Haye untersucht in einer weitestgehend werkimmanent gehaltenen Studie die praefationes und den Epilog der Herculeia des Giovanni Mario Filelfo. Angesichts des verlorenen Anfangs dieses Gedichts erweisen sich diese übrigen erhaltenen metapoetischen Aussagen des Textes als gute Quelle dessen, was der Autor mit seinem Epos wollte und was er unter Umständen in die Eröffnung seines Werkes geschrieben haben könnte: Ercole d'Este gleichzeitig feiern und für die Zukunft anspornen, wobei unter anderem auch an die Unterstützung des Dichters durch den Fürsten durchaus gedacht war, die sich allerdings im konkreten Fall nicht einstellen sollte.

Schindler untersucht drei Supplemente zur Aeneis Vergils. Diese Werke von Maffeo Vegio, Jan van Foreest und Claude Simonet de Villeneuve offenbaren eine von eigenen zeitgenössischen Ansichten der Suppliierenden getragene Interpretation der Schlussszene von Vergils Werk und ihrer Bedeutung. Schindlers Artikel macht aber auch deutlich, wie zeitbedingt die Ansichten über den Wert von Supplementen an sich – auch in der Wissenschaft – sein können.12

Piccone orientiert sich bei der Analyse des Aufbaus der leider ohne ihren Anfang überlieferten Felsinais von Marco Girolamo Vida an der Aeneis Vergils und greift dabei auch auf den Aufbau von Vidas später verfassten Christias zurück. In einem weiteren Schritt könnte man Vidas gesamte Begeisterung für Vergil berücksichtigen und sein Lehrgedicht über die Seidenraupe sowie andere Aspekte der Vergilrezeption bei Vida auf mögliche Hinweise abklopfen, um eventuelle Entwicklungslinien, wenn es sie gab, zu erkennen, auf denen Vida sich bei der Abfassung der Felsinais bewegt haben könnte.

Ein Index locorum beschließt das Buch.


Vorwort 7
Christine Schmitz: Einleitung: Anfänge und Enden. Narrative Potentiale des antiken und nachantiken Epos 9-35
Joachim Latacz: Vom unbekannten Anfang bis zum bekannten Ende. Das Vers-Epos im Überblick 37-60
Stefan Büttner: Was meint die Formel »Anfang - Mitte - Ende« in der Poetik des Aristoteles? 61-78
Annemarie Ambühl: Narrative Potentiale von Anfangen und Enden im hellenistischen (Klein-)Epos 79-103
Christiane Reitz: Das Unendliche beginnen und sein Ende finden - Strukturen des Aufzählens in epischer Dichtung 105-118
Angela Jöne: Beinahe-Abschiede in der Aeneis 119-140
Farouk F. Grewing: Der Anfang vom Ende oder das Ende als Anfang? Überlegungen zu closure in Ovids Metamorphosen 141-168
Christine Walde: Tu ne quaesieris scire nefas quem finem... di dederunt... : Reflexionen zur Debatte um das Ende von Lucans Bellum Civile 169-198
Thomas Baier: Anfang ohne Ende. Abgebrochene Kommunikation bei Valerius Flaccus 199-219
Claudia Klodt: Die Exordialtechnik der Redner in Statius' Thebais 221-252
Jan Telg genannt Kortmann: Tag und Nacht als Anfangs- und Endpunkte in Silius Italicus' Punica 253-276
Raymond Marks: A Medial Proem and the Macrostructures of the Punica 277-291
Helen Kaufmann: Das Ende des mythologischen Epos in der Spätantike 293-312
Ursula Gärtner: Ohne Anfang und Ende? Die Posthomerica des Quintus Smyrnaeus 313-338
Thomas Haye: Die Herculeia des Giovanni Mario Filelfo (1426- 1480) 339-355
Claudia Schindler: Anfang als Ende, Ende als Anfang. Der Schluss der Aeneis und die friihneuzeitlichen Aeneis-Supplemente 357-376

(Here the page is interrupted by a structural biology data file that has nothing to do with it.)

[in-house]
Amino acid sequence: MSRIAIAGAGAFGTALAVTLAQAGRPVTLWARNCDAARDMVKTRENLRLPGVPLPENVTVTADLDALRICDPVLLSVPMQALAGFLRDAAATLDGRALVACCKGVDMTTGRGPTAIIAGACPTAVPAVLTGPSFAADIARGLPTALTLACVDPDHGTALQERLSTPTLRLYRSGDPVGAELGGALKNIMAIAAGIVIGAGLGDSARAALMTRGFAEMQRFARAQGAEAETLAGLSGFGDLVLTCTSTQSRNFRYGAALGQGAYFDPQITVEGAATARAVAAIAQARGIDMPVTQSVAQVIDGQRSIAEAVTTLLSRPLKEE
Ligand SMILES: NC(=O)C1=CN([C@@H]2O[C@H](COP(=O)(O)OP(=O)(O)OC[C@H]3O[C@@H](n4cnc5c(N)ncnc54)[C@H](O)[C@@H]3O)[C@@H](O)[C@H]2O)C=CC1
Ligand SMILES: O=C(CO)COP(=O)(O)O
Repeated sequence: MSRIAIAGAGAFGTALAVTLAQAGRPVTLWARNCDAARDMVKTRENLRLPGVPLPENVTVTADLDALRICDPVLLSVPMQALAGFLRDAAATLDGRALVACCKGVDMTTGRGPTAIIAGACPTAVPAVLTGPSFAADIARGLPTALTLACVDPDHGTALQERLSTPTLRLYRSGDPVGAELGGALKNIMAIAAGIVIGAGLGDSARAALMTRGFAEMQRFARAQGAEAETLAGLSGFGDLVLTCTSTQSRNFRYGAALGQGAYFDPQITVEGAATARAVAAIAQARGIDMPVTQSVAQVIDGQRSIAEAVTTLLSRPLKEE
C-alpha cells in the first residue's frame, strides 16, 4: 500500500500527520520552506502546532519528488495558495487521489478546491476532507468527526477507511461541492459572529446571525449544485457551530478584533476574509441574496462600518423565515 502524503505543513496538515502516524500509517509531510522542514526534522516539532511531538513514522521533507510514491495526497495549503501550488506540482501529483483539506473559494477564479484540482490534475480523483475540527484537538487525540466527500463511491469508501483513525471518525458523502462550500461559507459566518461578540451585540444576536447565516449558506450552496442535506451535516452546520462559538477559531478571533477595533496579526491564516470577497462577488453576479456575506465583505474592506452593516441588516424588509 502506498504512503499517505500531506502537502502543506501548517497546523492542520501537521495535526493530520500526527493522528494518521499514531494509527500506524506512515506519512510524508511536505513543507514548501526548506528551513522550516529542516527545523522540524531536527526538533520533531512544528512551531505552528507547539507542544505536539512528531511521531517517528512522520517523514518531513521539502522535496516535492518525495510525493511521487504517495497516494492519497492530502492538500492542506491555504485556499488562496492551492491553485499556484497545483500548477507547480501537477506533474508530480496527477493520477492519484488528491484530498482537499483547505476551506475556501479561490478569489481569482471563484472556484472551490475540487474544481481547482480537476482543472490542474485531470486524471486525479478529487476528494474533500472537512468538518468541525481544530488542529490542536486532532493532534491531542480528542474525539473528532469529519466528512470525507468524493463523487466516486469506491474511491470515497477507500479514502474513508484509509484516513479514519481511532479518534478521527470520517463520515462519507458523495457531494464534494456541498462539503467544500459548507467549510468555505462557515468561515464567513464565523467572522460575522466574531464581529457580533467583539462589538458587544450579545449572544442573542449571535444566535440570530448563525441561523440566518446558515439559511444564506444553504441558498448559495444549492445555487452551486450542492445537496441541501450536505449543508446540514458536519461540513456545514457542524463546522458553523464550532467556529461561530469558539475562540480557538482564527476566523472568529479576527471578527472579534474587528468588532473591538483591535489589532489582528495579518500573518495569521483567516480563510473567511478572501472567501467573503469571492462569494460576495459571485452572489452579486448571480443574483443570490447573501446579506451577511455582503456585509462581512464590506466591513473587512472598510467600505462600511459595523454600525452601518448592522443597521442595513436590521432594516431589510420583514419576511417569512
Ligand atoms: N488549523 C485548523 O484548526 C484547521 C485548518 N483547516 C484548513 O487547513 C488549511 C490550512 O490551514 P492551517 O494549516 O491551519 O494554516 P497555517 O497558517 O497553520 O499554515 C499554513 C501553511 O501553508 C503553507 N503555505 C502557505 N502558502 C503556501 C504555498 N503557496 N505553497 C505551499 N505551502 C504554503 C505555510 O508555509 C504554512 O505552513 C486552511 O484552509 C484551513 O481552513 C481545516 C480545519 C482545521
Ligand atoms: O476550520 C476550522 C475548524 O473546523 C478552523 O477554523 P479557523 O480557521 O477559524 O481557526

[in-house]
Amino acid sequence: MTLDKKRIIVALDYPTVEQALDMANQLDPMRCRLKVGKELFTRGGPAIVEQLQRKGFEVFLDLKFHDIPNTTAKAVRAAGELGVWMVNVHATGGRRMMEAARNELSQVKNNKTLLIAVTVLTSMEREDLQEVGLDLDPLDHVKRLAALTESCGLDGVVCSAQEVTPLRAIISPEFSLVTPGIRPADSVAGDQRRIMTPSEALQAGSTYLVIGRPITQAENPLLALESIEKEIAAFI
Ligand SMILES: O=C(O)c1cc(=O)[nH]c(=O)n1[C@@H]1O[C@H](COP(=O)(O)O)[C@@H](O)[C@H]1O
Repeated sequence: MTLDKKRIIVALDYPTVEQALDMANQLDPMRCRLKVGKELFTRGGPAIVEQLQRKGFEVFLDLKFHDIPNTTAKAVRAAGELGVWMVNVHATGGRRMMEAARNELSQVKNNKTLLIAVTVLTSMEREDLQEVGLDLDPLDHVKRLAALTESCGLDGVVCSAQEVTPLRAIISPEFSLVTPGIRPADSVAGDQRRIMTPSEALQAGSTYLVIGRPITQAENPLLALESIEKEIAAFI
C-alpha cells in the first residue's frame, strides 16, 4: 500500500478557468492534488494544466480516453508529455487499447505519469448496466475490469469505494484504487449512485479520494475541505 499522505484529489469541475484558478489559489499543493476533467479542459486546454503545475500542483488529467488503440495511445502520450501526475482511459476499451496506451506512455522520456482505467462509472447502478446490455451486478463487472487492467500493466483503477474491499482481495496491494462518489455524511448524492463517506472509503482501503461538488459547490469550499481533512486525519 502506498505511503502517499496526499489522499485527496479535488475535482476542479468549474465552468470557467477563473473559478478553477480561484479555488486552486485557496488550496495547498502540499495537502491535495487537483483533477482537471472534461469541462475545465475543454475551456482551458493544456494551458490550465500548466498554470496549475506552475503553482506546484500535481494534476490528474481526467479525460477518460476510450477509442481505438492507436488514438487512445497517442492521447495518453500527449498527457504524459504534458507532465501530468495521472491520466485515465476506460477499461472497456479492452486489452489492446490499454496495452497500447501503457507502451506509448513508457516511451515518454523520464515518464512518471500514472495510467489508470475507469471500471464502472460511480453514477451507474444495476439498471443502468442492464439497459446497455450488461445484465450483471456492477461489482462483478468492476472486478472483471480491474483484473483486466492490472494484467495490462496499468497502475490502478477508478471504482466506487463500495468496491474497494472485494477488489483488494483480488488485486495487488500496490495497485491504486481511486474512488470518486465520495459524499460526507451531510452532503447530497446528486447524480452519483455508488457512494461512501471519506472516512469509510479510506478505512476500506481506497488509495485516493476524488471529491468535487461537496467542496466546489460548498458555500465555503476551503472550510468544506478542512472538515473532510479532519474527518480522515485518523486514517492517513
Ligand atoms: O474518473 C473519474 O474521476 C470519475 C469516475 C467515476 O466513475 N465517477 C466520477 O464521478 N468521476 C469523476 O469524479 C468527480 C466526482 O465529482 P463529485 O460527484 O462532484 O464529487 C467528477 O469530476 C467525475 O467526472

Carla Piccone: Quidprimum ... canam quaeve ultima narrem? Riflessioni sulla struttura della Felsinais di Marco Girolamo Vida 377-393
Index locorum 395-402


1.   Vgl. R. Hunter: Apollonius of Rhodes: Argonautica. Book IV. (Cambridge 2015), 318ff.
2.   Vgl. M. v. Albrecht: Ovids Metamorphosen. Texte, Themen, Illustrationen. (Heidelberg 2014), 193f.
3.   Vgl. schon A. Schmitt: Aristoteles. Poetik. (Berlin 2008), 678.
4.   Vgl. z. B. P. Green: The Argonautica by Apollonios Rhodios. (Berkeley 1997), 360.
5.   Vgl. R. V. Albis: Poet and Audience in the Argonautica of Apollonius. (Lanham 1996), 37.
6.   Vgl. hierzu N. Holzberg: Ovids Metamorphosen. (München 2007), 110ff.
7.   Vgl. hierzu A. Barchiesi: The Poet and the Prince. Ovid and Augustan Discourse. (Berkeley 1997), 270. Wenn Ovid für sich mit seinem Werk („perpetuum carmen", Met. 1,4) den Anfang eines ewigen Lebens gelegt hat („vivam", Met. 15,879), stellt sich die Frage nach einem Ende eigentlich nicht. Vgl. zur Bedeutung von „vivam" z. B. G. K. Galinsky: Ovid's Metamorphoses. An Introduction tot he Basic Aspects. (Oxford 1975), 44.
8.   Vgl. auch T. Stover: Epic and Empire in Vespasian Rome. A New Reading of Valerius Flaccus' Argontautica. (Oxford 2012), 216ff.
9.   Vgl. auch die Rolle von Tag und Nacht im neulateinischen Epos, z.B. in Anchietas de gestis Mendi de Saa. Vgl. F. Arias-Schreiber Barba: Das erste Epos aus Amerika und die Aeneis Vergils. Der Aufbau von Anchietas De Gestis Mendi de Saa und die klassische Epik. (Hamburg 2011), 64.
10.   Vgl. z.B. W. Suerbaum: Vergils Aeneis. (Stuttgart 1999), 143-147.
11.   Vgl. auch im Beitrag von Schindler S. 361.
12.   Vgl. auch das programmatische Zitat Goethes aus seiner Farbenlehre, das P. G. Schmidt seinem Buch zu neuzeitlichen Supplementen antiker lateinischer Prosawerke voranstellt (Supplemente lateinischer Prosa in der Neuzeit, Göttingen 1964, 9): „Jedes gute Buch, und besonders die der Alten, versteht und genießt niemand, als wer sie supplieren kann."

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Paula Fredriksen, Paul: The Pagans' Apostle. New Haven: Yale University Press, 2017. Pp. xii, 319. ISBN 9780300225884. $35.00.

Reviewed by Olivia Stewart Lester, University of Oxford (

Version at BMCR home site


Paul: The Pagans' Apostle radically recontextualizes Paul within the diversity of Judaism in the ancient Mediterranean and within a compelling history of anti-Judaism in ancient and modern readings of his letters. Against such readings, Fredriksen transforms essential questions in Pauline studies—on gentile inclusion, the Law, christology, and the imminent end of time—with an historically robust portrayal of Paul as a first-century Jewish thinker. This book offers a new paradigm for Pauline scholarship and requires an ethical reckoning for the devastating legacies of anti-Jewish readings of Paul.